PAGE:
Monday, January 18, 2016

The Truth in Science

I would be lying if I said I wasn’t disappointed after reading about biases and irreproducibility of data in science. Along with many of my fellow bloggers, I was “raised” to believe science was pure and truthful. My undergraduate mentors encouraged students to be proud of our non-significant results (because they were still results!), but strive for that significance and keep asking questions of your research and that of your peers. Because of my strong moral code, I am currently struggling with the best way to guide a colleague who is being pressured by the “Publish or Perish” motto in academia. For one project, as our sample size grows, our significance is declining. I should preface this with: The data that I have at my fingertips are retrospective and just sitting around, waiting for someone to ask questions and analyze. However, retrospective data screams “BIAS” as we all know by now…so addressing the constant biases will be a constant struggle. My coworker wants those sexy results that we all dream of, so, “let’s just see if what happens if we only use these” is a conversation we’ve had. A slippery slope? Most definitely. Sustainable? No way.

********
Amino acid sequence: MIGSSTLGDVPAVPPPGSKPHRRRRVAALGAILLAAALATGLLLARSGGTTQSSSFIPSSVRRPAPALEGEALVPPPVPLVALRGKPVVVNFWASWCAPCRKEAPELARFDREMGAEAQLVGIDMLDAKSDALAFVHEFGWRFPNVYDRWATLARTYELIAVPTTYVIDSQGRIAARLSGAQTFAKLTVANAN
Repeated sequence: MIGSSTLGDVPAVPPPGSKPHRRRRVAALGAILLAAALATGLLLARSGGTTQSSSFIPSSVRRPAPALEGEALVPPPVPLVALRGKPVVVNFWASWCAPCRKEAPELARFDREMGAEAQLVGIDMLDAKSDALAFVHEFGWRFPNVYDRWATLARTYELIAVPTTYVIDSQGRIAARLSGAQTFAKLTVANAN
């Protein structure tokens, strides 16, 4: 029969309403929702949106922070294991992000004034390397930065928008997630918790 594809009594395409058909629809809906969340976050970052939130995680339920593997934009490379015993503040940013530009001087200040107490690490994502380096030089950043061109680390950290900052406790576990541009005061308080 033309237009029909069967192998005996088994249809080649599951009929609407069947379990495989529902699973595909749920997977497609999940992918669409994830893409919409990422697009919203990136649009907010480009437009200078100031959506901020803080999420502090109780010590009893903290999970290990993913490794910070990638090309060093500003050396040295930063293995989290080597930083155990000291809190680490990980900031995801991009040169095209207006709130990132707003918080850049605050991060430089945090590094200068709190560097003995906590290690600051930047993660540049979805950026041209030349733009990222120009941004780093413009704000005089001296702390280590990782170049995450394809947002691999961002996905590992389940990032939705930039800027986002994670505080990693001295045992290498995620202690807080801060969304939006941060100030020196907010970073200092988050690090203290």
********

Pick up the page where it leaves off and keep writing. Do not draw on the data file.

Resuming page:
The new PubPeer platform recently reviewed in the Vox article “Why you can’t always believe what you read in scientific journals” is really exciting. It has seemingly great potential to generate discussion and calling one’s bluff or pointing out an oversight. As it stands, a manuscript is submitted for publication, experts in that field, that particular topic, review the manuscript and have ultimate say whether or not that article is significant enough to be published. PubPeer has the ability to let others with fresh eyes, in other disciplines, comment to the validity of the research in a more efficient manner than the traditional methods. Fresh eyes and different perspectives are critical in science. Science is all about refining ideas by disproving others; by pointing out weak points in methodology or interpretation of results, we can make each other better scientists, right? As science evolves, our methods of disseminating “truths” seem to be evolving as well. Well done, PubPeer!

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